6/14/98, Updated 11/5/01

Why Donate Blood? *

David A. Gershaw, Ph.D.

Currently only about 5% of the potential blood donors give blood. Many people do not give blood, because they are afraid of needles or think it will be painful. Others have heard of a few people who have become faint or dizzy after donating blood. Some don’t want to take the time and effort required to give blood.

With the current increased demand for blood, we need more donors – especially people who are committed to donating blood. In addition, we need to rely on volunteer donors rather than those who are paid. Most of us know that AIDS and other diseases can be transmitted through the blood. This risk of transmission is lower when volunteers are used, especially when they are repeat donors. (By the way, you cannot get any of these diseases – including AIDS – by donating blood!)

Even with no financial rewards, some people risk the costs listed above to donate blood. Why do they repeatedly donate blood? To find their motivation, a psychological study was completed in 1984. Here are some of the motives that were uncovered.

• External social motives. This applies to most committed blood donors. They have been pressured to give by friends, coworkers, or to give a good organizational showing for a blood drive. They often come in with someone else. They want to avoid being criticized by others, but also they respond to rewards like cookies or a tee shirt.

• Community responsibility. These donors, as good citizens, want to demonstrate responsibility by living up to societal standards.

• Personal moral obligation. Rather than meeting community standards, donors continue to give blood to live up to their individual standards of morality.

• Addiction to the experience. Believe it or not, for these people, donating blood is like skydiving. They seem to want to master their fear of doing the act. After realizing that it is "not so terrible", their fear is replaced by a positive feeling. For sky divers, the more often they dive, the more their anxiety fades, and their sense of elation and competence increases. Likewise, for blood donors, their worries vanish, and they feel the "warm glow" of having helped others. By repeating the experience, both transform their initial anxiety into a positive – even addicting – experience.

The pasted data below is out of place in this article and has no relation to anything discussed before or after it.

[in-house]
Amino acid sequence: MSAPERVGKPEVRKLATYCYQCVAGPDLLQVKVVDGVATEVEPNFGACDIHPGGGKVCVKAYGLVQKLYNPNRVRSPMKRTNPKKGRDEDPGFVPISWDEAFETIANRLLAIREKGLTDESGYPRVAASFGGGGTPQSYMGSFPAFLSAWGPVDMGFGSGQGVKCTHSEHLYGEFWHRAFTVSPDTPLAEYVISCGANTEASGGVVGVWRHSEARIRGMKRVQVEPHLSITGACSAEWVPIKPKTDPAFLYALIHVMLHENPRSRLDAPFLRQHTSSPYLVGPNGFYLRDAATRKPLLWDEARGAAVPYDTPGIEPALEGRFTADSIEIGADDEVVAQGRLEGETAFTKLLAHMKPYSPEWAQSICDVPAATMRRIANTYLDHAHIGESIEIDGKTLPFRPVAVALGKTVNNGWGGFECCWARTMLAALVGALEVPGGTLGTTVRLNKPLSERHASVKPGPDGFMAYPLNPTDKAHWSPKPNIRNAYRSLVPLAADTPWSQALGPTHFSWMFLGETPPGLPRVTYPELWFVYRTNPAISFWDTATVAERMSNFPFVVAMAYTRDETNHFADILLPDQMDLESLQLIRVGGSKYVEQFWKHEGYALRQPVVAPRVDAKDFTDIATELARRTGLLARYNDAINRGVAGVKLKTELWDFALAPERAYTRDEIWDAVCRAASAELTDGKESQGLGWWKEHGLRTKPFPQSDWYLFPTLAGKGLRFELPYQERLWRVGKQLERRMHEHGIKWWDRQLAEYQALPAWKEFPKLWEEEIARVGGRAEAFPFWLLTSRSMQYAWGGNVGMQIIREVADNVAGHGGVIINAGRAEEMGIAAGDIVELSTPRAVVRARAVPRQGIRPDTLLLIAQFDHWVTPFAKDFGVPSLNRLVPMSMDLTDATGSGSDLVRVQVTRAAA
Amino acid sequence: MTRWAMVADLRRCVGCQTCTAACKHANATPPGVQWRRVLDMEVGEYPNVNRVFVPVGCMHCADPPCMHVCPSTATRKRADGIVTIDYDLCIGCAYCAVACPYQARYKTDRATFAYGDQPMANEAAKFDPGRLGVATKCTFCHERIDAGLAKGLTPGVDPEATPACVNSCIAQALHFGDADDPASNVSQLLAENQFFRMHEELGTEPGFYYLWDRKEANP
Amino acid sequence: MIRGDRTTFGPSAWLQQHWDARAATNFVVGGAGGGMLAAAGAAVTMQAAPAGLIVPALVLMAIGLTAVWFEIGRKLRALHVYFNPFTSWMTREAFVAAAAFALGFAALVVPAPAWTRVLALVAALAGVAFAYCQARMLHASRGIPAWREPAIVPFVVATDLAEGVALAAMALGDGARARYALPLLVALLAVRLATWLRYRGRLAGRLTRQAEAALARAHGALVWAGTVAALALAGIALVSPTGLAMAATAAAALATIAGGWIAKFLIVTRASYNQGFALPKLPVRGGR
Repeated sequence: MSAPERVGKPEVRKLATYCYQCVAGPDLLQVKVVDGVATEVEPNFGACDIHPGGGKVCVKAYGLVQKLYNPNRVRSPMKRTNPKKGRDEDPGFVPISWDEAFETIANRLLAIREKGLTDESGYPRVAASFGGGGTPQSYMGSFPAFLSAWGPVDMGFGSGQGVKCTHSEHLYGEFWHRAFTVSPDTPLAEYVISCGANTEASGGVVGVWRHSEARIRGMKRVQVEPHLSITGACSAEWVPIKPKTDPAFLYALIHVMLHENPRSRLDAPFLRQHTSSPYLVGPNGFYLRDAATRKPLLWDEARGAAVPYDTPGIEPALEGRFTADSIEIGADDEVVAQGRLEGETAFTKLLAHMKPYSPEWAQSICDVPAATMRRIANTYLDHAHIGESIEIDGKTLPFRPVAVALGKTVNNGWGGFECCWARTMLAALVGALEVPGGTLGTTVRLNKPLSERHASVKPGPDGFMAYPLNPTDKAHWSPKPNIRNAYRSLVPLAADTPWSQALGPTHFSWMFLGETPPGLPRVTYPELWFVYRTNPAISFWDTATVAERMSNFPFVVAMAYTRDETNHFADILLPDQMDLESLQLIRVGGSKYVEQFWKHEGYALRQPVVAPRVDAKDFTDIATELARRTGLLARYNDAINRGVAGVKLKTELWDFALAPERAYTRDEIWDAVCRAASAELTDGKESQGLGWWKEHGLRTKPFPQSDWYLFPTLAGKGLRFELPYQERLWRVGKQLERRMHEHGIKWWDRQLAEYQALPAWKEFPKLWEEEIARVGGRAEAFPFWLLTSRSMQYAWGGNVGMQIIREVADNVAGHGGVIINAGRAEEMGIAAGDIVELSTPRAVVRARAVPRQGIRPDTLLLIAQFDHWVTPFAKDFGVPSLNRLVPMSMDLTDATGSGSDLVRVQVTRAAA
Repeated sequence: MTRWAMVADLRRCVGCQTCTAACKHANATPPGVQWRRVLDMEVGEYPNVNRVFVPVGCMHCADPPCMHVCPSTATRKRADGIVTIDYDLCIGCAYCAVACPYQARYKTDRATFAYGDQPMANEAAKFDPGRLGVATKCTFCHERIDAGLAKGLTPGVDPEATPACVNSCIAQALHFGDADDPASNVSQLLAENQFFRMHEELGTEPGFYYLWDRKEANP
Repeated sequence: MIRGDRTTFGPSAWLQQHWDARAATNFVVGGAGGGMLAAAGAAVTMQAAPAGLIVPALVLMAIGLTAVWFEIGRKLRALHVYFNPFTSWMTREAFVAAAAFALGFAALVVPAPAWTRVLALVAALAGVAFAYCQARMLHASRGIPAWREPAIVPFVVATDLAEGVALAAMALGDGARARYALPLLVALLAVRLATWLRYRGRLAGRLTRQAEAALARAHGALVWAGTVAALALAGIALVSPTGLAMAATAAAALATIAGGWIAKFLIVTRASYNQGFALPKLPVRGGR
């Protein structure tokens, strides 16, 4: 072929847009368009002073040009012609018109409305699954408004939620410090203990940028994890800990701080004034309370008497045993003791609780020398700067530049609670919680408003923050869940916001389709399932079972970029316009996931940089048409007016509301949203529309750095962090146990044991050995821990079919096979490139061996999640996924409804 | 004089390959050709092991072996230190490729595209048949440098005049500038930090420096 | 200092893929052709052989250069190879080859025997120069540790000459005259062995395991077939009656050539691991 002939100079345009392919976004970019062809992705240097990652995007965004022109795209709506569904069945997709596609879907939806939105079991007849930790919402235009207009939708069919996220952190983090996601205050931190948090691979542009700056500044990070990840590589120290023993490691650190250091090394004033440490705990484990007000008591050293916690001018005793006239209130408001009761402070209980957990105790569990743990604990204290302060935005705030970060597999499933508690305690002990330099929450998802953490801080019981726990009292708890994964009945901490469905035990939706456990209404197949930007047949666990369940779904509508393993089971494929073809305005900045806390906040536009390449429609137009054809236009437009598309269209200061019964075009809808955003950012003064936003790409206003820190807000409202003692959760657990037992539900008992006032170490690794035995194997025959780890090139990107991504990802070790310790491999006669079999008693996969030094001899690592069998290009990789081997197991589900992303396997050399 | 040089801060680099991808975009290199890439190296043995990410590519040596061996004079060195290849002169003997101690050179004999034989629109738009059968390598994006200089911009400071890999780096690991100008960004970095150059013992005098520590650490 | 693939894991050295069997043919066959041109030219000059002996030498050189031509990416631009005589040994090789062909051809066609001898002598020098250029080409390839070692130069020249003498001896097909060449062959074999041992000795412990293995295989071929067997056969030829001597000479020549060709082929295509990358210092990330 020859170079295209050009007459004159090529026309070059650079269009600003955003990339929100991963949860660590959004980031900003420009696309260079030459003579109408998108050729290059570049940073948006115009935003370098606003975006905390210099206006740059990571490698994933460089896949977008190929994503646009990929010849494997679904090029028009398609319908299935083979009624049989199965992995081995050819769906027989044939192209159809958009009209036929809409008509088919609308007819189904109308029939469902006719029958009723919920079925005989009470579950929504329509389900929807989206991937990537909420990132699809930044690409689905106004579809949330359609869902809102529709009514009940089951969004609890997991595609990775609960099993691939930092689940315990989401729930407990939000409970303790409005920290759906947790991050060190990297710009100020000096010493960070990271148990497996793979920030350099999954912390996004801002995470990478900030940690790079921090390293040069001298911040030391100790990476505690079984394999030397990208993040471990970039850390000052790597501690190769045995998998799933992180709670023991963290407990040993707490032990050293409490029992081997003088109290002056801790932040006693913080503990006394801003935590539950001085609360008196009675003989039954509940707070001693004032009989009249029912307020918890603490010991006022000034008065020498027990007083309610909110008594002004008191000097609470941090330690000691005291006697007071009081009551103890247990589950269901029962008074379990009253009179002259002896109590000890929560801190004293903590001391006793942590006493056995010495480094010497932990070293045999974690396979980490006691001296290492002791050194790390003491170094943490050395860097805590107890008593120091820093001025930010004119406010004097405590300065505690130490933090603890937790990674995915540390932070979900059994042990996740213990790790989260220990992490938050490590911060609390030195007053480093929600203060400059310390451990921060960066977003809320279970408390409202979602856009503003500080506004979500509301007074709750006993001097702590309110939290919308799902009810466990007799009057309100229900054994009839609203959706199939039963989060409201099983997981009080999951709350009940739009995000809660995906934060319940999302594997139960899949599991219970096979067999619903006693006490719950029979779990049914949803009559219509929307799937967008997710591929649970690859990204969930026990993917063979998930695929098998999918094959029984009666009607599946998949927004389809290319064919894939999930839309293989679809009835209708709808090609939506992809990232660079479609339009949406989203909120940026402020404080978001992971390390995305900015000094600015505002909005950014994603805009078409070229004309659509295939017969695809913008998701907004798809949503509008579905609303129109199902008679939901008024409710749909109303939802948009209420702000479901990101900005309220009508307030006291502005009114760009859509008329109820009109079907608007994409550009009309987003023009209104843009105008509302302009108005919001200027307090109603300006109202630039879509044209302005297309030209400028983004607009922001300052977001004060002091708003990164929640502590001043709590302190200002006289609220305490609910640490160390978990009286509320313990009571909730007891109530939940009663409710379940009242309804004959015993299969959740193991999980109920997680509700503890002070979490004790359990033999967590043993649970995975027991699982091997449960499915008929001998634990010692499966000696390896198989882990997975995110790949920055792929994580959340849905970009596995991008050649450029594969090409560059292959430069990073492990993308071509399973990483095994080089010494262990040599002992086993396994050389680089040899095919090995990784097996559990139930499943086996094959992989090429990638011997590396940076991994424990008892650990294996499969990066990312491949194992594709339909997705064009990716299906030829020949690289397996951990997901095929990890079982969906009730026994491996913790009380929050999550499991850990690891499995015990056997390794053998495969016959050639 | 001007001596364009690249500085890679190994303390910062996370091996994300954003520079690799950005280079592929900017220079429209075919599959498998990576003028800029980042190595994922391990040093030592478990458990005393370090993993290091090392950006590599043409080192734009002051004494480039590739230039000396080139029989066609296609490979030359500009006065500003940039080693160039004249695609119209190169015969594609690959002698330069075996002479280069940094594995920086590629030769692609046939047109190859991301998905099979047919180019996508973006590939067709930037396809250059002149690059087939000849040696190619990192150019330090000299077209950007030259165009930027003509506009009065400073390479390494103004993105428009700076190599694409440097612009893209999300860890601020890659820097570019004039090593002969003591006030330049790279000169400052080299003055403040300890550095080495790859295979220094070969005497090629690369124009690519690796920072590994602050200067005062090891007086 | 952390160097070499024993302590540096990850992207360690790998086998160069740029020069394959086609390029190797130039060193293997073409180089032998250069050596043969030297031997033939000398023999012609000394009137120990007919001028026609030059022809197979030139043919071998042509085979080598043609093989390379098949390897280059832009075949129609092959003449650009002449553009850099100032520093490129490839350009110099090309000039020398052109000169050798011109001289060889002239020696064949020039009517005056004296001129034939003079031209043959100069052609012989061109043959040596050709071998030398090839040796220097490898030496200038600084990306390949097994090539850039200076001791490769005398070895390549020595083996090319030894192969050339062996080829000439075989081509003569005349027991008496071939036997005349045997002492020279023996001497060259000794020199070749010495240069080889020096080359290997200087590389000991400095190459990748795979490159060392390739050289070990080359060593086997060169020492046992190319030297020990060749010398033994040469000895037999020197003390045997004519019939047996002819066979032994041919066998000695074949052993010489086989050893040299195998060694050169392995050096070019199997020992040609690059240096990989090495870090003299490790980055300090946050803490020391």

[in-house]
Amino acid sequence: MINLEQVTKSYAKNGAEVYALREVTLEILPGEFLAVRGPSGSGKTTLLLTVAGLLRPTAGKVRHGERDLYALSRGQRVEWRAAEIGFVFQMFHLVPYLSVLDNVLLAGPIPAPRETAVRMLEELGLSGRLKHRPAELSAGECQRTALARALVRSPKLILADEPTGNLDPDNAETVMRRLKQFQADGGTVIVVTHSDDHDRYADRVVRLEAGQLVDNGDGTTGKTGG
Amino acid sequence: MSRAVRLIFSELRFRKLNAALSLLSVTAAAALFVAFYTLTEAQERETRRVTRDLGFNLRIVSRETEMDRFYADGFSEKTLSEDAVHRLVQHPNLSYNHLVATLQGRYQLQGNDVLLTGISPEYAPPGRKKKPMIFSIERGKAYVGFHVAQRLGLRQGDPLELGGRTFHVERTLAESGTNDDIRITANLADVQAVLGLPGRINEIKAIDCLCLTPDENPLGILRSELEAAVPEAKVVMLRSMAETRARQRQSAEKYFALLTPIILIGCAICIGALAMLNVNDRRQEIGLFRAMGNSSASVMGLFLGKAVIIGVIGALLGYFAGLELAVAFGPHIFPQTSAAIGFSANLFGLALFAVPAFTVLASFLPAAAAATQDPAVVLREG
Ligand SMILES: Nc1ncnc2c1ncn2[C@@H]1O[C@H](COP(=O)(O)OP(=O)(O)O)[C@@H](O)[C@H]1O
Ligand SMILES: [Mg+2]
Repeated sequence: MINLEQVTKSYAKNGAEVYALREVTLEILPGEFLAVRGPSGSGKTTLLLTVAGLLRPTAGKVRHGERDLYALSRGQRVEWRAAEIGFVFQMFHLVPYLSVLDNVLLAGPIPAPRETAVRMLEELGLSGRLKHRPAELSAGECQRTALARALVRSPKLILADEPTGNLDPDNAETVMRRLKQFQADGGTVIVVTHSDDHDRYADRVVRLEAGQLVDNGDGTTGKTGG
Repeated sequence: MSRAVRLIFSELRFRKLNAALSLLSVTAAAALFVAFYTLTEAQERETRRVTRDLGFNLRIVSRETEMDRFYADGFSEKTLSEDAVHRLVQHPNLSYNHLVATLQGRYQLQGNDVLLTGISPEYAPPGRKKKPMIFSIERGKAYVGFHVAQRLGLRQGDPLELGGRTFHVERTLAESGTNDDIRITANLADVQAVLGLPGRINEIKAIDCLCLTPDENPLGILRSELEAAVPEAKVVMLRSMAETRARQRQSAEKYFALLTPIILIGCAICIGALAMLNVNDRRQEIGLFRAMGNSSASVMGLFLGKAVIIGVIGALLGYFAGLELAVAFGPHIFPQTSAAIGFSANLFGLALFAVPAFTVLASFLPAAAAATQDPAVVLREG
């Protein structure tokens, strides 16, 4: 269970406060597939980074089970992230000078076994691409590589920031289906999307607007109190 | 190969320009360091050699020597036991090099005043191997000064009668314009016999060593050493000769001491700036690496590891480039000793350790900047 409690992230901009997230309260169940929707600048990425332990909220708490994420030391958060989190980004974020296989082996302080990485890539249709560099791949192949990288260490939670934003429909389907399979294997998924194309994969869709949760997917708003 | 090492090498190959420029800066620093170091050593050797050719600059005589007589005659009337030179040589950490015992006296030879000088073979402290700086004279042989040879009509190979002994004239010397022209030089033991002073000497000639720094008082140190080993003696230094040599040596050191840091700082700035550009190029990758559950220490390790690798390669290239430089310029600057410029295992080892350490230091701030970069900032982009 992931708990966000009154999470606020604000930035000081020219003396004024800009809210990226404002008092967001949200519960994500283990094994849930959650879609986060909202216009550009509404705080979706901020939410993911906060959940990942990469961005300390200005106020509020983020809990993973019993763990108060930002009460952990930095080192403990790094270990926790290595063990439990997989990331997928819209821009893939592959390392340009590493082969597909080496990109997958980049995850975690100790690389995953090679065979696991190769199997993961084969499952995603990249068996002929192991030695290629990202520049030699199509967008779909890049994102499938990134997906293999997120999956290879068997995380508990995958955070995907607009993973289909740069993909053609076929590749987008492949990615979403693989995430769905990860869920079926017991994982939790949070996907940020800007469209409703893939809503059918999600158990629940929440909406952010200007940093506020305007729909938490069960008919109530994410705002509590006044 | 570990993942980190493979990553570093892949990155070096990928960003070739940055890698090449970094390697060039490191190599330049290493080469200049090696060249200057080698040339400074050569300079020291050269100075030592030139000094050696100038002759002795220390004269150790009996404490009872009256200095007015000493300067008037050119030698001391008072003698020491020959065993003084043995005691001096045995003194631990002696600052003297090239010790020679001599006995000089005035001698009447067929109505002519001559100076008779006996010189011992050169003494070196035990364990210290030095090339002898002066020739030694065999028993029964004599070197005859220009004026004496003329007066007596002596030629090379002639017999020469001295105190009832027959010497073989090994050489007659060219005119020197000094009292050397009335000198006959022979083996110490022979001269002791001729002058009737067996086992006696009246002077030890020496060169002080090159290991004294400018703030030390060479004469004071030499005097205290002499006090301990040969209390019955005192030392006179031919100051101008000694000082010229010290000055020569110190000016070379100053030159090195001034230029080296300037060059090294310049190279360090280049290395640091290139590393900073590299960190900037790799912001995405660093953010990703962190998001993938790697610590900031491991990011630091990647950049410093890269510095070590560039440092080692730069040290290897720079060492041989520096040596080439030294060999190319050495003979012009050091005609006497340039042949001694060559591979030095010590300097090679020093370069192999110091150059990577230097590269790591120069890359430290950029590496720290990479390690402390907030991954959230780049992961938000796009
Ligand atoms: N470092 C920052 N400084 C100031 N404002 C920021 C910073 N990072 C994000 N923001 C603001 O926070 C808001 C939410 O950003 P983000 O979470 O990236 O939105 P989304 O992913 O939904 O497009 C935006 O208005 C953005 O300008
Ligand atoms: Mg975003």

According to this study, there are several interrelated phases to becoming a regular blood donor. First, donors need to view their "costs" as relatively minor. In other words, they find out it is not as painful as they thought, it doesn’t take very long, and there are minimal or no aftereffects. Next, they start viewing donating in terms of internal motives rather than social pressures. Third, they intend to donate again. Finally, donating becomes a habit.

Personally, I am one of these committed blood donors. Since I have kept a record, I have donated over 100 pints of blood. My experience seems to fit the data. When I first started in college over 40 years ago, I was paid for my donations. However, when I moved to Yuma 30 years ago, they did not purchase blood.

"Since I can’t afford to donate much money,
giving blood is my way of helping others,
which makes me feel good about myself."

I view myself as relatively altruistic. Since I cannot afford to donate large amounts of money to charities, it makes me feel good to donate something that others desperately need to survive. Science still has not created an adequate substitute for whole blood. Besides, I know my body will regenerate the plasma (the fluid portion of the blood) in less than 24 hours. However, it will take 4-6 weeks to completely regenerate the various blood cells. (This is the reason why they enforce an 8-week gap between donations.)

For me, the worst part is when they prick your finger to get a few drops to see if you have enough iron in your blood. After that, inserting the needle to get the blood is usually painless. Unfortunately, since some people avoid red meat (because of its fat and cholesterol content), they are being rejected as donors, because they also have too little iron in their blood.

Gradually, as I saw how easy it was – and how I could be helpful to others with relatively little effort – I became addicted. I feel more than a little proud to wear the tag that says, "I gave", that they give me afterward. However, to be truthful, the cookies and brownies I eat are an added incentive.

If you want to make the effort to help others, now is the time. If you do not know when or where to contribute blood in your area, call 1-800-GIVE-LIFE.

* Adapted from Diane Papalia and Sally Wendkos Olds’ Psychology, McGraw-Hill, 1988, pages 612-613.

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